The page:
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Environmental Sustainability


We are developing bioremediation/phytoremediation technologies for heavy metals, radionuclides, and organic pollutants. Organic pollutants such as polycyclic aromatic hydrocarbons, polychlorinated biphenyls, polychlorinated dibenzo-p-dioxins and dibenzofurans, and chlorinated compounds are ubiquitous originating from incomplete combustion of fuels and forest and grass fires and as industrial chemicals, and petroleum inputs.

Microorganisms native to soils and sediments have shown the potential for degradation of a wide variety of organic pollutants (bioremediation) into benign compounds. Bioremediation is cost effective, noninvasive leaving the ecosystem intact and a permanent solution providing for complete mineralization of the pollutant.

Compared to the conventional chemical/physical processes of remediation involving excavation, dredging etc., it is critical for sustaining the environment. Heavy metals such as cadmium, lead, copper, zinc, arsenic, chromium although essential to microbes and plants in trace amounts are toxic at higher concentrations. Microbes using redox processes can convert these trace pollutants to their non-toxic forms.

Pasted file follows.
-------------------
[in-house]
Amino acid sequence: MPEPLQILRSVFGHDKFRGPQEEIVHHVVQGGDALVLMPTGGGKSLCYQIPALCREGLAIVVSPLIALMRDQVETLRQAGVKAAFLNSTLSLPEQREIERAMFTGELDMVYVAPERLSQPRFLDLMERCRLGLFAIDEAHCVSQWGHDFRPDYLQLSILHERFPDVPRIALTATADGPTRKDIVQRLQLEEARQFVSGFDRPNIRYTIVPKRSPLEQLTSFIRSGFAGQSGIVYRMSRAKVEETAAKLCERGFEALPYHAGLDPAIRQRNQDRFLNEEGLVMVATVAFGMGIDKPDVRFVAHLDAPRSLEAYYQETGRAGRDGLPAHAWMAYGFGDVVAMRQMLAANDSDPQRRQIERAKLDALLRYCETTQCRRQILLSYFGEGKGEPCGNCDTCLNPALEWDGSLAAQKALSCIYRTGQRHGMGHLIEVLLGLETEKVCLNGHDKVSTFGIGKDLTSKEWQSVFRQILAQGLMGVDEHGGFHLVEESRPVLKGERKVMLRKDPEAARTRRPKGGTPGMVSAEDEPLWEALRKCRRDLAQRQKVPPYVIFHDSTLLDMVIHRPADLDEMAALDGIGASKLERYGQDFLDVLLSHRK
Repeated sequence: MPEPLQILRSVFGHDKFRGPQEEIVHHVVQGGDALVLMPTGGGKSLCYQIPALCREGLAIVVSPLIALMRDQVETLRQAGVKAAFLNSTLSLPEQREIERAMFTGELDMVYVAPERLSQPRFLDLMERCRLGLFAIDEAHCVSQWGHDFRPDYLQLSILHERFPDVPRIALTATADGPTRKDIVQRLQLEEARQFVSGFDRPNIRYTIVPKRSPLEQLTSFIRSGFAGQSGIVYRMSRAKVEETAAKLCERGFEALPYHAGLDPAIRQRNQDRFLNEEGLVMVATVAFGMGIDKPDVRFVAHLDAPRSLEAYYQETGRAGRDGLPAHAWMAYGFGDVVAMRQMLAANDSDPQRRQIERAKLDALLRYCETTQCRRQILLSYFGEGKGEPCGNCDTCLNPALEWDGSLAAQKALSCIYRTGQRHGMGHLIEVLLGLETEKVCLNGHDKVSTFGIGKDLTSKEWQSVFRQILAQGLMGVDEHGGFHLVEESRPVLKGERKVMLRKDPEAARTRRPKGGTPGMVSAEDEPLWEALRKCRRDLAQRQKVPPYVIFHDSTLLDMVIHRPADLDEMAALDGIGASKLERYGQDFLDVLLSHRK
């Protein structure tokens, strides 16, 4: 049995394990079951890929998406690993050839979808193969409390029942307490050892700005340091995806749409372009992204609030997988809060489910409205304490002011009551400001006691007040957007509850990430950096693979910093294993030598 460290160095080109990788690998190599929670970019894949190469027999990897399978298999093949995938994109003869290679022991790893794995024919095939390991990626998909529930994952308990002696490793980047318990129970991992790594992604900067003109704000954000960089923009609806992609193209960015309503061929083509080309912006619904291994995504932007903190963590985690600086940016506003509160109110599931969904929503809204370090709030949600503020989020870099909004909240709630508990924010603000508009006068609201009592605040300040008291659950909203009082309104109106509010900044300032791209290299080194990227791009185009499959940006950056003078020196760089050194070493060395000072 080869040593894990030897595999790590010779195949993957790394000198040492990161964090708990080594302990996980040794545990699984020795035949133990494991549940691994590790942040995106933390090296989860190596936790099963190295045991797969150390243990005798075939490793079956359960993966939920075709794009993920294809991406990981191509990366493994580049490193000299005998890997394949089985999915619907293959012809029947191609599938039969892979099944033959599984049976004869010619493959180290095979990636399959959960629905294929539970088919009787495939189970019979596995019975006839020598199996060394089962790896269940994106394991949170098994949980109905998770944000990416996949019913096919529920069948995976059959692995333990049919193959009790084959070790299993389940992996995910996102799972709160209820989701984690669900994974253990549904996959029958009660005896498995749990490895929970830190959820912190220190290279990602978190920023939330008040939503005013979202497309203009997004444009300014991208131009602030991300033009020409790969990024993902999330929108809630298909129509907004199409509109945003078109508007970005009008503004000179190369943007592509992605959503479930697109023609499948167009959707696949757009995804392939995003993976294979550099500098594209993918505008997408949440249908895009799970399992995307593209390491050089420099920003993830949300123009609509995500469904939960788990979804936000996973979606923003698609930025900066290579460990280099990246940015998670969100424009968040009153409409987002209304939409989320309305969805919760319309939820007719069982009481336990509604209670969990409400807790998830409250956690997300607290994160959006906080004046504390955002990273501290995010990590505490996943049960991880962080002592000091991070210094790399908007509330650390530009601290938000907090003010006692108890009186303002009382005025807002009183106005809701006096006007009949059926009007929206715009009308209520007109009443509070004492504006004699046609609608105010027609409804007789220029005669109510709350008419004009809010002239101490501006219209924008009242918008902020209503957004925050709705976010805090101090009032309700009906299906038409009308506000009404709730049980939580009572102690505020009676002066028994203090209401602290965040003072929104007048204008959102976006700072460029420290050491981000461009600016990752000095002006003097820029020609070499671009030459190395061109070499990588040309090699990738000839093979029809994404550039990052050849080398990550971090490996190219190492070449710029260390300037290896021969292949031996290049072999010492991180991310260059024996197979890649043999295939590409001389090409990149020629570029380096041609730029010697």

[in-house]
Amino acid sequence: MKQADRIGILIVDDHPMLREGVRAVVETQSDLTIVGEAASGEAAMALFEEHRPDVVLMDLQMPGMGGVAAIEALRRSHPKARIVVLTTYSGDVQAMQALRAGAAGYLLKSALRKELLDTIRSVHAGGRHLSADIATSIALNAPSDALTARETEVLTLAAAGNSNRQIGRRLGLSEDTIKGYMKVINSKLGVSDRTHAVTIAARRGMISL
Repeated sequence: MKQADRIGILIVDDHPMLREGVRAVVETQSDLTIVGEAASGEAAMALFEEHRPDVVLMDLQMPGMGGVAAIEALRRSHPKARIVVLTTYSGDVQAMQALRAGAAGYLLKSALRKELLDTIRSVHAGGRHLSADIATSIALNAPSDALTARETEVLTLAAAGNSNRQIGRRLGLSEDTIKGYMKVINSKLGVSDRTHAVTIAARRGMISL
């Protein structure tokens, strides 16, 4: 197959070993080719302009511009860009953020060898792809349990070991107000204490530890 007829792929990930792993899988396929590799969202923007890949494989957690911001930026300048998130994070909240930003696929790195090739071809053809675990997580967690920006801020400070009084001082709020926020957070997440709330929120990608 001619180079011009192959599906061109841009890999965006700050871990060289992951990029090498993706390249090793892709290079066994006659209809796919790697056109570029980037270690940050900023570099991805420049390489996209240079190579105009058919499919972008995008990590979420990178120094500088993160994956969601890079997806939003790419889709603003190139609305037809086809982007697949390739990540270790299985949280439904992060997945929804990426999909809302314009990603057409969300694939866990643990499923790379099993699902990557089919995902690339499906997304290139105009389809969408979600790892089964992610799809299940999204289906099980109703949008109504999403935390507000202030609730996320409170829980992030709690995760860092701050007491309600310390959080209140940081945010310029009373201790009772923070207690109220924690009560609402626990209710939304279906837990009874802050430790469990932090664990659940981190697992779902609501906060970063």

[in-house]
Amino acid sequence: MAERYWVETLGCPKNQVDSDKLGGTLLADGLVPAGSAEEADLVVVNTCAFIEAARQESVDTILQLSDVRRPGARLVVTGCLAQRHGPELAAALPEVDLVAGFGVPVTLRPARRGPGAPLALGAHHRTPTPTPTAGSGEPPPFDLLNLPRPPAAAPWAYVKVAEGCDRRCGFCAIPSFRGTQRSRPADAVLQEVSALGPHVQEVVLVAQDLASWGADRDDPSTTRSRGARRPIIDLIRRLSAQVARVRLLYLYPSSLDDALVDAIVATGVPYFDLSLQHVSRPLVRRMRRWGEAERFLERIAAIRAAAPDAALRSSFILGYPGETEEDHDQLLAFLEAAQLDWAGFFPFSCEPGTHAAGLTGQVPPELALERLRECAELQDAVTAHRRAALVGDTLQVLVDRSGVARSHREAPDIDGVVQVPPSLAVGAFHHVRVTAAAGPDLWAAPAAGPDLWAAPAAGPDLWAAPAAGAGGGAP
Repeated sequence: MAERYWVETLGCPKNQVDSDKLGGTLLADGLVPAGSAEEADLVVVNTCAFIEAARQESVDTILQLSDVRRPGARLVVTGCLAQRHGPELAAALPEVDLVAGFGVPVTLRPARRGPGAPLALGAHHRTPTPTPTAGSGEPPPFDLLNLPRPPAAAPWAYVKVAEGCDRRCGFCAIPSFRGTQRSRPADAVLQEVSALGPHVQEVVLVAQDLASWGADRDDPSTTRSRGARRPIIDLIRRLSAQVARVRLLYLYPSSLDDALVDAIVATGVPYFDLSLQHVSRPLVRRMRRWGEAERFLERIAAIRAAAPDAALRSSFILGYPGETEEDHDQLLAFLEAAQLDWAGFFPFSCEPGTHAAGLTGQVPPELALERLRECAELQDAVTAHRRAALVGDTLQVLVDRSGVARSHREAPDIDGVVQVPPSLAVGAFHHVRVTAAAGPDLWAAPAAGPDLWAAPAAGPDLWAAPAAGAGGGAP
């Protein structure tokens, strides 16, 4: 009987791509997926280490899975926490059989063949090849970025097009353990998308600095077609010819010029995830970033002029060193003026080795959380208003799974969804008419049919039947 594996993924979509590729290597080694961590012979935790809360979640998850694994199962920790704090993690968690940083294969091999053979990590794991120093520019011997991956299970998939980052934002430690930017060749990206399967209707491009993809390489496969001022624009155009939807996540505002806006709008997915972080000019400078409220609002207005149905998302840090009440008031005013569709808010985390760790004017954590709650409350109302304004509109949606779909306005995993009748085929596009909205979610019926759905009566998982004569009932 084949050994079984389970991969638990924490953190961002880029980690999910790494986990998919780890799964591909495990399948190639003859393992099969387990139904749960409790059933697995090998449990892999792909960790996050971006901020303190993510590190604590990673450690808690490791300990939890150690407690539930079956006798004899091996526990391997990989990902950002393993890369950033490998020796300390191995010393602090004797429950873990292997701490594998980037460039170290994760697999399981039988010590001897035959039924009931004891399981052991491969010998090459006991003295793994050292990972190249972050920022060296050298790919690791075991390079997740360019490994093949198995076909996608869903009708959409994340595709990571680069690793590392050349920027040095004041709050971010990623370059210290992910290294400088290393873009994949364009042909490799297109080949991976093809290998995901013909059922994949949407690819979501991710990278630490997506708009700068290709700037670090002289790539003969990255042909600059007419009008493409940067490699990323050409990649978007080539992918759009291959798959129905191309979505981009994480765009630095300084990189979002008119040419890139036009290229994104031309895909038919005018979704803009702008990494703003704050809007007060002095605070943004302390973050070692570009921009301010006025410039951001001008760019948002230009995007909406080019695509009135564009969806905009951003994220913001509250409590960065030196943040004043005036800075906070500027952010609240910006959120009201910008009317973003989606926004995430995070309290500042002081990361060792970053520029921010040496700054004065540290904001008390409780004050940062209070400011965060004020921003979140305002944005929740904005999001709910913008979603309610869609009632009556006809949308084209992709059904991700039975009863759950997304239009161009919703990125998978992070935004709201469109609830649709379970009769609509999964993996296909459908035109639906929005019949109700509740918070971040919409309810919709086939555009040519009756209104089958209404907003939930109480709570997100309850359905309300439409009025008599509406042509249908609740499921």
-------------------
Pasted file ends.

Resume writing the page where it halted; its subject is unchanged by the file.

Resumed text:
Radionuclides (actinides) such as uranium, techentium, neptunium contaminate soils, and sediments at radionuclide milling sites, subsurface environs of former US weapons complexes and at many DOE sites and are of even greater concern than the heavy metals due to their long half lives of the order of billions of years.  We are developing strategies based on radionuclide/heavy metal removal via phytoremediation and immobilization of radionuclides via reduction by dissimilatory metal reducing bacteria.